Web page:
Garda DOC (and the rest of the Garda family): The Garda DOC extends along the western shore of Lake Garda (in Lombardy), and continues on to the Veneto side, overlapping portions of the Lugana, Bardolino, and Bianco di Custoza DOCs along the way. Two small portions on the Lombardy side overlap with smaller Garda DOCs: Garda Colli Mantovani DOC overlaps a small section at the southern end of the lake, and a small section near the northern edge overlaps with the Garda Bresciano DOC. All of these regions produce a wide range of wines, including red, white, rosé, sparkling and novello versions, from a range of grapes representing the typical varieties of the area.

References/for further information:

The Bubbly Professor is “Miss Jane” Nickles of Austin, Texas… missjane@prodigy.net

Merritt, Saint George, and Long: the Island AVAs

...

Mountain, valley, gorge, coast, creek, district, ridge, hills, and lake. Do these words sound familiar? If you are a student of wine, they should, as together they help form the names of hundreds of AVAs. There are also a few oddball terms in the AVA mix–knob, neck, and kiln come to mind–but what about island AVAs?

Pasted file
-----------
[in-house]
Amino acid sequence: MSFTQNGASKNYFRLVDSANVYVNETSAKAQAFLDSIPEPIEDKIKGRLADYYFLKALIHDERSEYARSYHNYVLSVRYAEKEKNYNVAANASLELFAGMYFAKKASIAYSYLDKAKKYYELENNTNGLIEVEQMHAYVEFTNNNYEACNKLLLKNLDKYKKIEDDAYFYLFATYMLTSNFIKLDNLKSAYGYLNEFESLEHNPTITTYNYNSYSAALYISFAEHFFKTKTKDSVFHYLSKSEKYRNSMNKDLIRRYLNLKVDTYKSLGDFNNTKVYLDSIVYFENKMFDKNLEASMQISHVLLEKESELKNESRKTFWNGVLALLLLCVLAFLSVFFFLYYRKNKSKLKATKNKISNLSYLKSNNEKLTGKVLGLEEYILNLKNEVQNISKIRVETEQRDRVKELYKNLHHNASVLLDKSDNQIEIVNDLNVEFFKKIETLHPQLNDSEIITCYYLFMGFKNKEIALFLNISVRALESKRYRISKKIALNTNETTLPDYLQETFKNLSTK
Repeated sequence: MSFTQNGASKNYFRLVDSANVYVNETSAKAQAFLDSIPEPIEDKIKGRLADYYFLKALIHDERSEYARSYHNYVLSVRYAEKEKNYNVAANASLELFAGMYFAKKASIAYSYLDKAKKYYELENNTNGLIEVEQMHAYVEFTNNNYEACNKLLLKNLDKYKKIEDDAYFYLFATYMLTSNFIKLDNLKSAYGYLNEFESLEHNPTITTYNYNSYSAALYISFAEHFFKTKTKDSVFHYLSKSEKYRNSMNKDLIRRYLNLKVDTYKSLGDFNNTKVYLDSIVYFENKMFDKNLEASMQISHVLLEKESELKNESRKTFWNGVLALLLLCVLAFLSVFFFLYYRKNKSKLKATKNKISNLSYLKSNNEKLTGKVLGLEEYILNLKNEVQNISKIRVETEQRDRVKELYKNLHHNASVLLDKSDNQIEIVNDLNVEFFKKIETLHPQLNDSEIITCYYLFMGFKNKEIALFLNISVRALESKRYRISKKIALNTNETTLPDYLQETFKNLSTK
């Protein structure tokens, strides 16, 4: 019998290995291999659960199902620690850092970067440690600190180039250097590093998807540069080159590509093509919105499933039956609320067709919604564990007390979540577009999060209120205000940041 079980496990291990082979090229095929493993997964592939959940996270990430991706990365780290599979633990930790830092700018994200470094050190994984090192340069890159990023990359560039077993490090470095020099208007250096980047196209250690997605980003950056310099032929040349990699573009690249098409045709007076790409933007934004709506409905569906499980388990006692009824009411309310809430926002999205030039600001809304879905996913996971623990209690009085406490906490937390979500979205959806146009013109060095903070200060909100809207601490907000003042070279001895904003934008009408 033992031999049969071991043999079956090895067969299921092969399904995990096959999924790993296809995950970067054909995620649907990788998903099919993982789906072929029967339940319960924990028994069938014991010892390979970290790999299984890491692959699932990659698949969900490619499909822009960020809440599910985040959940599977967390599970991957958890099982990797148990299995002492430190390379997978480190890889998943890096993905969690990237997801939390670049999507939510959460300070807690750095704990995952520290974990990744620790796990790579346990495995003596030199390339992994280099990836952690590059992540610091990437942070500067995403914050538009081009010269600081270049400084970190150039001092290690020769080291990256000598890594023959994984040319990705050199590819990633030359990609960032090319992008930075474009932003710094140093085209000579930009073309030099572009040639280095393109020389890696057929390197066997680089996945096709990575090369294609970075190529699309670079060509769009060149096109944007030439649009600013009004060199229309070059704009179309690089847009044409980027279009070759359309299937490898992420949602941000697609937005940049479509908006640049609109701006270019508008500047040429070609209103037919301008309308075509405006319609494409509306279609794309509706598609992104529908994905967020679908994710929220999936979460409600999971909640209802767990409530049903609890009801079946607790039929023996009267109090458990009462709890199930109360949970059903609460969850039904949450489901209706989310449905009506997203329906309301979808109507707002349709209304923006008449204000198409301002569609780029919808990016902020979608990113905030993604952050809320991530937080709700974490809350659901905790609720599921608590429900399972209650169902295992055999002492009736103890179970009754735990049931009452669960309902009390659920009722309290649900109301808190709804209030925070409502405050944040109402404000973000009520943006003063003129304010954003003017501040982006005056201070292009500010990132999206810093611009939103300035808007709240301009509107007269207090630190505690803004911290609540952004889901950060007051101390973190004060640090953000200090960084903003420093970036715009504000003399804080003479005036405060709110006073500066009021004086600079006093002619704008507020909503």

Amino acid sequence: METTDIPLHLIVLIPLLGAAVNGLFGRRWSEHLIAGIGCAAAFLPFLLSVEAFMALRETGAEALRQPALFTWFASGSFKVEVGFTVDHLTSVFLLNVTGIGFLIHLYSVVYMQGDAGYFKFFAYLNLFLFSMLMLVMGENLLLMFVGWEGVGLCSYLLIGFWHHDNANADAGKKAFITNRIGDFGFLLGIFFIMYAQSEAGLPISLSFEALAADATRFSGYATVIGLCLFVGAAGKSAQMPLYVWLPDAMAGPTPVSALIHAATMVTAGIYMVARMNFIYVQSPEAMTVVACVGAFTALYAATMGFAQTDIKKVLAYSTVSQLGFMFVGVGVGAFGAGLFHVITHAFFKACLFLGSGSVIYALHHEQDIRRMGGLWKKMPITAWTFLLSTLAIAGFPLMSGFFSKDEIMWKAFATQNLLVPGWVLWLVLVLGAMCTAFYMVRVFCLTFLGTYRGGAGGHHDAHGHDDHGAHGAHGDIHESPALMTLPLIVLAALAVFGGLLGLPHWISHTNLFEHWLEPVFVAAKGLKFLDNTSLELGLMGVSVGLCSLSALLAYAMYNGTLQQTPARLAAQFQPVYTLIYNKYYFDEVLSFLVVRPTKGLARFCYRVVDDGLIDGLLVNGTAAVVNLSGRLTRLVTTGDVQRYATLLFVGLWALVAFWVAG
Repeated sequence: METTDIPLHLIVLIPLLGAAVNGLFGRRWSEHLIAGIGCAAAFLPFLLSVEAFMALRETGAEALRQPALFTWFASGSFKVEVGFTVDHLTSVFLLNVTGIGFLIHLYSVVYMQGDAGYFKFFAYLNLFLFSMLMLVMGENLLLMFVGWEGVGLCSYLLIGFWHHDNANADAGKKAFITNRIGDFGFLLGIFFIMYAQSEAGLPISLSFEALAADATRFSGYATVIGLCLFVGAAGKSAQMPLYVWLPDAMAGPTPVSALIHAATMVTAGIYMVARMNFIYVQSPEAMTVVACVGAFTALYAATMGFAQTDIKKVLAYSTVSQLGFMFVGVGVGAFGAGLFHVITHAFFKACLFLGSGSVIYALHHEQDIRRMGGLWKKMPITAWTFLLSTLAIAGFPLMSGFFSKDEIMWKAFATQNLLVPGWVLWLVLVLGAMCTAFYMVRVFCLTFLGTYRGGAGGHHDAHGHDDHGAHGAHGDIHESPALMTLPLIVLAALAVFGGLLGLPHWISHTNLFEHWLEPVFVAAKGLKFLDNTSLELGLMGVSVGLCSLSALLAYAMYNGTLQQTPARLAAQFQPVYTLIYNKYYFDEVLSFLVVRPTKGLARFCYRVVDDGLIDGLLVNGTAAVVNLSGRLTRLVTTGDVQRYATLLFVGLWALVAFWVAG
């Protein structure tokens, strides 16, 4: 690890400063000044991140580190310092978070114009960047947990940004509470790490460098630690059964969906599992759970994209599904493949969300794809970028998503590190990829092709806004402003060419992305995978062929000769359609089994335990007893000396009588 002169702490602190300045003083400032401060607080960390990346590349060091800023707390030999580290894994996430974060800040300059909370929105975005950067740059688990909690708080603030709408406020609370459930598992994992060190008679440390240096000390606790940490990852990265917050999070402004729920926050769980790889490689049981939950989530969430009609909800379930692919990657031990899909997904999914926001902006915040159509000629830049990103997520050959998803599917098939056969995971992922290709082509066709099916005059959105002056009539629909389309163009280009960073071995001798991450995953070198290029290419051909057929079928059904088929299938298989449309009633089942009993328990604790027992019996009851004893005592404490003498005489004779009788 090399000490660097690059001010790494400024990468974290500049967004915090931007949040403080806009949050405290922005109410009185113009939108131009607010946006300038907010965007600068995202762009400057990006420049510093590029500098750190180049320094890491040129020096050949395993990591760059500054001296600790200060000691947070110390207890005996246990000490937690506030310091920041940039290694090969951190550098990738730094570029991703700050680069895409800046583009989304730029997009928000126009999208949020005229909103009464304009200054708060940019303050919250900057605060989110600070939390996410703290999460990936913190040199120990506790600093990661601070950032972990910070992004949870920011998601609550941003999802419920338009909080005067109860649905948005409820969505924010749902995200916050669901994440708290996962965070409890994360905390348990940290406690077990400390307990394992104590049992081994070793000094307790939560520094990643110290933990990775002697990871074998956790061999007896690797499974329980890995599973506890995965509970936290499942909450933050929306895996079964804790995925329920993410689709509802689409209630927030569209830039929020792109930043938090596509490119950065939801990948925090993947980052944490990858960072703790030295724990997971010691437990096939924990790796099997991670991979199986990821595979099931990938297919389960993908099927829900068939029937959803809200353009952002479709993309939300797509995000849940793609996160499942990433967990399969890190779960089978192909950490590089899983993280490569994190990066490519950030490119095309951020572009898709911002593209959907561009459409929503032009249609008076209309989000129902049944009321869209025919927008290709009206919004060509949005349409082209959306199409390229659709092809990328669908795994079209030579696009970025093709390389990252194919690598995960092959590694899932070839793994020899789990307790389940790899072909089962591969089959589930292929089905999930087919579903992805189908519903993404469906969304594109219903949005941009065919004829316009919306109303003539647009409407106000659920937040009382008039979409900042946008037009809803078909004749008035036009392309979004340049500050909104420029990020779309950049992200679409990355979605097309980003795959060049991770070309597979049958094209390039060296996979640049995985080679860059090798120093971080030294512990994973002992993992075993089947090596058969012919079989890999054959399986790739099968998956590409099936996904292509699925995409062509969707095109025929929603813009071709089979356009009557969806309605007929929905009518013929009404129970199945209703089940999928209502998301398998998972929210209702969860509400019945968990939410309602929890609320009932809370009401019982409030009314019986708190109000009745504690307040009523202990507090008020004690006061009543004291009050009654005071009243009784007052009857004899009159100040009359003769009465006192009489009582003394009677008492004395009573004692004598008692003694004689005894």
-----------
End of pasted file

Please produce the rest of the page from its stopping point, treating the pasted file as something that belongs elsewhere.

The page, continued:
As it turns out, there are exactly five AVAs with the term “island” in the name (including one “isle”). The winemaking world has some famous wines made on islands–Sicily, Sardinia, and all those Greek islands come to mind–but in the US, we’re not so much about island winemaking. Perhaps that 3,000 mile-wide solid mass of continent that makes up the majority of the country has something to do with it.

Three of the five island AVAs are quite familiar to students of wine: the Long Island AVA plus its subregions, the Hamptons–Long Island AVA and the North Fork of Long Island AVA.

The two other island AVAs– Merritt Island AVA and Isle Saint George AVA–are undoubtedly two of the most obscure wine regions in the United States. Read on to learn a little bit more about these fascinating obscurities: the little-known island AVAs of the USA.